So what would I do if I was in JPMorgan's predicament? First, I would buy back as many silver short contracts as possible on lower prices and acquire as much physical silver as I could (remember money is no object). Then I'd do the same thing in gold, even to the point of going long gold in futures and physical if possible. Finally, I'd try to devise a cover story before I let prices rip upward that would deflect accusations that the upward move was engineered by JPM.


Aside from increased shorting of COMEX silver of 5500 contracts over the past two weeks, JPMorgan has largely accomplished a massive reduction of its silver and gold short positions to the point of establishing a long market corner in COMEX gold, as well as amassing prodigious quantities of silver and gold metal. Despite the very recent selling, JPMorgan is fully positioned for a lift off in prices, the best it has been positioned over the past six years. The only thing missing is how to deflect accusations that any resultant price rise was caused by the bank.


After all, the proof of JPMorgan's manipulation lies in the CFTC's COT data as to market share. So some way must be arranged to make it look like the proof of manipulation was never really proof in the first place. Since the changing market structure as reflected in the COT reports has always explained big price moves in the past and provided proof of manipulation; the final big move must go unexplained by changes in the COT structure. In other words, JPMorgan needs a way to make it appear like it had nothing to do with an explosion in prices.


I admitted to this being way out there, but after the very large increase in the commercial net short positions of COMEX gold and silver over the past three weeks, this would not seem to be the time when gold and silver should explode in price based upon previous COT circumstances. Conventionally speaking, past patterns suggest a sell-off at some point. If prices exploded now, it just might relieve the increasing stench of manipulation associated with JPMorgan.


A sharp price rise now would discredit my brand of COT analysis and undermine my allegations of manipulation; both beneficial to JPMorgan. Let's face it – sharply higher gold and silver prices would also remove the financial pain of investors and interest in a premise of manipulation would dissipate. Who can be angry while making tons of money? With few angry, attention to JPMorgan would likely disappear. Exploding prices would bring attention instead to whatever the current story de jour happened to be – China, the Ukraine, the dollar and away from JPMorgan.


I've labeled this as way out, but given all the facts, it is going to take something like this to make this all go away for JPMorgan and the COMEX. Barring such an occurrence, it is likely that the allegations of manipulation will grow, particularly if the commercial crooks on the COMEX thump prices down again. Just this week, stories of gold manipulation appeared in the Financial Times (temporarily) and on Bloomberg, an almost unheard of circumstance. http://www.bloomberg.com/news/2014-02-28/gold-fix-study-shows-signs-of-decade-of-bank-manipulation.html  While the article fails to mention JPMorgan and the COMEX and therefore misses the mark, general suspicions of gold and silver price manipulation are growing. If we get another manipulative price smack down ahead, it's hard for me to see how suspicions won't grow even further.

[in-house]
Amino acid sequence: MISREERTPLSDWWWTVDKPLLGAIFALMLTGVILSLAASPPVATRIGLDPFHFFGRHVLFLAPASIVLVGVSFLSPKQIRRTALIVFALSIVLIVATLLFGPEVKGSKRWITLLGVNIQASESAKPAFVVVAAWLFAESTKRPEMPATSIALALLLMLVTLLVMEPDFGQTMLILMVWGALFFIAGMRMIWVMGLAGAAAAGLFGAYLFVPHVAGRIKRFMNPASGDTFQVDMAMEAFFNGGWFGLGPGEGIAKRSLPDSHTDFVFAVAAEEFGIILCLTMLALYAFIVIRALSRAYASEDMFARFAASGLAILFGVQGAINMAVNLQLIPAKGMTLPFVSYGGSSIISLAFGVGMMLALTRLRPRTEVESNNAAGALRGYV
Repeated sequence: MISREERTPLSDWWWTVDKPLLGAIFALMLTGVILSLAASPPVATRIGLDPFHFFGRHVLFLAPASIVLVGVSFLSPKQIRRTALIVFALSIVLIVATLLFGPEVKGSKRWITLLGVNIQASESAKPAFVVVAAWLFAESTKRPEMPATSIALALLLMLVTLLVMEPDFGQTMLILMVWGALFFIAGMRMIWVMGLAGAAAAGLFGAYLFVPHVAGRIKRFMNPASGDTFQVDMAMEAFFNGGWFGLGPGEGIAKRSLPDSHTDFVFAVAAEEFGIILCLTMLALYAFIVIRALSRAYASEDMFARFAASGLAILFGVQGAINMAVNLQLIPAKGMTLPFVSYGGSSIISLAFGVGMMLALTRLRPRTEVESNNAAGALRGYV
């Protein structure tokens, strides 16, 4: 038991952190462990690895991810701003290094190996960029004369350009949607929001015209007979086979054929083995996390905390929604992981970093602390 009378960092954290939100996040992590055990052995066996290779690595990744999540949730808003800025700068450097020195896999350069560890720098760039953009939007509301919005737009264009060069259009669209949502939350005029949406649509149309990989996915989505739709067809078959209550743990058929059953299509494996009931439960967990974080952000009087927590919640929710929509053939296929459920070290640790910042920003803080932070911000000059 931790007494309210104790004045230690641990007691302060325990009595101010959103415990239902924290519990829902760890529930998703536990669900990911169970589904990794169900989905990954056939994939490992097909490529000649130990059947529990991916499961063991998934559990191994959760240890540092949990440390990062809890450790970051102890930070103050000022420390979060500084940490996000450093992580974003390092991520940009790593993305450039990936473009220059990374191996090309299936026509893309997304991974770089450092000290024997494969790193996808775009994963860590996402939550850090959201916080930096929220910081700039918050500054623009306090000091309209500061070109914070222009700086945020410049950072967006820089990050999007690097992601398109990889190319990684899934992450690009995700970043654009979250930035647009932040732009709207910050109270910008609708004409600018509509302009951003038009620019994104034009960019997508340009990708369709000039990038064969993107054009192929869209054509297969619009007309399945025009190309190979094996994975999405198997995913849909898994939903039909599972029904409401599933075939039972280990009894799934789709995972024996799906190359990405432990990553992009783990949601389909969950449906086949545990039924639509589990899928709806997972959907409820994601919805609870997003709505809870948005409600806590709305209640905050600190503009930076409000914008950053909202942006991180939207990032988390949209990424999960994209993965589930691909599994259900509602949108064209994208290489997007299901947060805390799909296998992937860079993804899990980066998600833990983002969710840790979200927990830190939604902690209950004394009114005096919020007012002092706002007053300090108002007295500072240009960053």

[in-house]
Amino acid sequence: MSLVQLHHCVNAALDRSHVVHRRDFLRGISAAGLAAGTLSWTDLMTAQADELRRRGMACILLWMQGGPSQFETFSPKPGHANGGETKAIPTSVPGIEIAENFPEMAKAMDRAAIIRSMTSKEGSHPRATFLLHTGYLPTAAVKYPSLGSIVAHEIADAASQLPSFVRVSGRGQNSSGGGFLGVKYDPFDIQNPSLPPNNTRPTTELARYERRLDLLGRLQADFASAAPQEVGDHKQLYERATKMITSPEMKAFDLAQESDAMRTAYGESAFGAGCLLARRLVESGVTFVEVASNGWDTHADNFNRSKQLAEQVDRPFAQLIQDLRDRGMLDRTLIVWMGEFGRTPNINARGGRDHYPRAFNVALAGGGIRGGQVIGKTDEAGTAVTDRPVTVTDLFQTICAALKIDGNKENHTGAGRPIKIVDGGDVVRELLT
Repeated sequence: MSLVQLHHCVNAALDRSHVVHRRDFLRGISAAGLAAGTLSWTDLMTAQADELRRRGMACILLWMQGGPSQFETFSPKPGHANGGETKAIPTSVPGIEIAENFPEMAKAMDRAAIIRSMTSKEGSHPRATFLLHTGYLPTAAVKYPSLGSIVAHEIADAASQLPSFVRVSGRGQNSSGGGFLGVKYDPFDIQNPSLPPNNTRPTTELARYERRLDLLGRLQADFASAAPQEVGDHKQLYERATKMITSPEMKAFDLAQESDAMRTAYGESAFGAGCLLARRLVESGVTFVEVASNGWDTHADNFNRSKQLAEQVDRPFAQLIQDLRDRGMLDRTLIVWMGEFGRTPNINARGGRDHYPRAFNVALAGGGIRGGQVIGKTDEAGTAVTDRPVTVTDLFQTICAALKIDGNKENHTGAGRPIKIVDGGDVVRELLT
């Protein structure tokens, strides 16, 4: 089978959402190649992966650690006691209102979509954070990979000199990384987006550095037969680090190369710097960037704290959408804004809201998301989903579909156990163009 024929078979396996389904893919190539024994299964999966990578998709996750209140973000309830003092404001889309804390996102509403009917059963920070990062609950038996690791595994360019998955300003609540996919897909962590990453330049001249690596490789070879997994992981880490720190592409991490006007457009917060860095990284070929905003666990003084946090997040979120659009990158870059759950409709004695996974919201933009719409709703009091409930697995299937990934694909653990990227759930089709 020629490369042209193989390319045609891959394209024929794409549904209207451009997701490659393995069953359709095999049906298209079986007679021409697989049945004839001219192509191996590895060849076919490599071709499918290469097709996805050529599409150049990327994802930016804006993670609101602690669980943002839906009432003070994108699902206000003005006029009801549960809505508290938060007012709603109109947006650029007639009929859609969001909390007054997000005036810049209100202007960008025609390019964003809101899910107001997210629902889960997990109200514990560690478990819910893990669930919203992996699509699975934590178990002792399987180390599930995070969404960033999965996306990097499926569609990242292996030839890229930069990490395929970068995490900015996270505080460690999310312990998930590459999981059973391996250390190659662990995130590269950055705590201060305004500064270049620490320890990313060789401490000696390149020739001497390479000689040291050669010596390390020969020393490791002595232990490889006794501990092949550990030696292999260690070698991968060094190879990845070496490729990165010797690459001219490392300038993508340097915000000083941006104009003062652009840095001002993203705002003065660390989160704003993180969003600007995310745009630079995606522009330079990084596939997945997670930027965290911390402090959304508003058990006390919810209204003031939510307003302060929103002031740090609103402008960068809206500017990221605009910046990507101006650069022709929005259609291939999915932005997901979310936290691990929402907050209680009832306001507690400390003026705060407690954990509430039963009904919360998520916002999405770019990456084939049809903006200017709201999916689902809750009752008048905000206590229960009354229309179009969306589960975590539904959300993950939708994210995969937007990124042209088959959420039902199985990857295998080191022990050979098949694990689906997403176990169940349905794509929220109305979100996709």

A number of subscribers have recently asked me something I've been thinking about already, namely, that JPMorgan may be in better shape to continue the manipulation seeing how it has acquired a large quantity of silver and gold metal. Unfortunately, this is a real fear that must be acknowledged; but also one that must be put into perspective.


There is little real economic incentive for JPMorgan to continue the manipulation indefinitely. The bank made big money on the engineered sell-off of 2013 and added immense quantities of physical gold and silver. Big money won't accrue to the bank if we stay in the same manipulated price ranges of the past eight months or so. The really big money will only flow to JPMorgan on sharply higher prices. As for the timing of such a move, I plead ignorance. I do sense we must be prepared for anything and the best way to do that is by studying the players and not the scoreboard.


Ted Butler

March 1, 2014

Silver – $21.20

Gold – $1328